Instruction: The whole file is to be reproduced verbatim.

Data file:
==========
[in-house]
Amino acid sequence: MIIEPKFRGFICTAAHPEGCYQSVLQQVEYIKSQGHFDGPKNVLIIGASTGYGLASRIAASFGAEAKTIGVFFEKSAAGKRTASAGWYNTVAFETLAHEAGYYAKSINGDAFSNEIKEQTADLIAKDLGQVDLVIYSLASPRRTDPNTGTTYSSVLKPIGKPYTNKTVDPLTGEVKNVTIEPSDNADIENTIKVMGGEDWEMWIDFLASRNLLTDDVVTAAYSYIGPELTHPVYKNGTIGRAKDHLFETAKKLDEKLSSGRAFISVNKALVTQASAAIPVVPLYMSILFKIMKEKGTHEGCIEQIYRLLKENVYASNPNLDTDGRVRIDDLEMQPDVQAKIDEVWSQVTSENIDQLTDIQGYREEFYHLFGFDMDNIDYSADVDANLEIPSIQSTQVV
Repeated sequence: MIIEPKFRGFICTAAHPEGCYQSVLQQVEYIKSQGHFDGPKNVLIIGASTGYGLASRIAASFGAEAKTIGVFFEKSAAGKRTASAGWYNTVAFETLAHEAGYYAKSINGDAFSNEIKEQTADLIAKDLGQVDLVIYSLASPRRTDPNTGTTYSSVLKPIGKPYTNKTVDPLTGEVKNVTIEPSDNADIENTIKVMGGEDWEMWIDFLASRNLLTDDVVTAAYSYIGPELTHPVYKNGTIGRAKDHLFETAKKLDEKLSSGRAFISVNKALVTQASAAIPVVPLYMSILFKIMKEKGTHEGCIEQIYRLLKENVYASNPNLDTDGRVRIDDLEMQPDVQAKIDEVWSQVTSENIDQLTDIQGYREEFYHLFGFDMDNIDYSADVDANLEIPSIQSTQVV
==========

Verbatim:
[in-house]
Amino acid sequence: MIIEPKFRGFICTAAHPEGCYQSVLQQVEYIKSQGHFDGPKNVLIIGASTGYGLASRIAASFGAEAKTIGVFFEKSAAGKRTASAGWYNTVAFETLAHEAGYYAKSINGDAFSNEIKEQTADLIAKDLGQVDLVIYSLASPRRTDPNTGTTYSSVLKPIGKPYTNKTVDPLTGEVKNVTIEPSDNADIENTIKVMGGEDWEMWIDFLASRNLLTDDVVTAAYSYIGPELTHPVYKNGTIGRAKDHLFETAKKLDEKLSSGRAFISVNKALVTQASAAIPVVPLYMSILFKIMKEKGTHEGCIEQIYRLLKENVYASNPNLDTDGRVRIDDLEMQPDVQAKIDEVWSQVTSENIDQLTDIQGYREEFYHLFGFDMDNIDYSADVDANLEIPSIQSTQVV
Repeated sequence: MIIEPKFRGFICTAAHPEGCYQSVLQQVEYIKSQGHFDGPKNVLIIGASTGYGLASRIAASFGAEAKTIGVFFEKSAAGKRTASAGWYNTVAFETLAHEAGYYAKSINGDAFSNEIKEQTADLIAKDLGQVDLVIYSLASPRRTDPNTGTTYSSVLKPIGKPYTNKTVDPLTGEVKNVTIEPSDNADIENTIKVMGGEDWEMWIDFLASRNLLTDDVVTAAYSYIGPELTHPVYKNGTIGRAKDHLFETAKKLDEKLSSGRAFISVNKALVTQASAAIPVVPLYMSILFKIMKEKGTHEGCIEQIYRLLKENVYASNPNLDTDGRVRIDDLEMQPDVQAKIDEVWSQVTSENIDQLTDIQGYREEFYHLFGFDMDNIDYSADVDANLEIPSIQSTQVV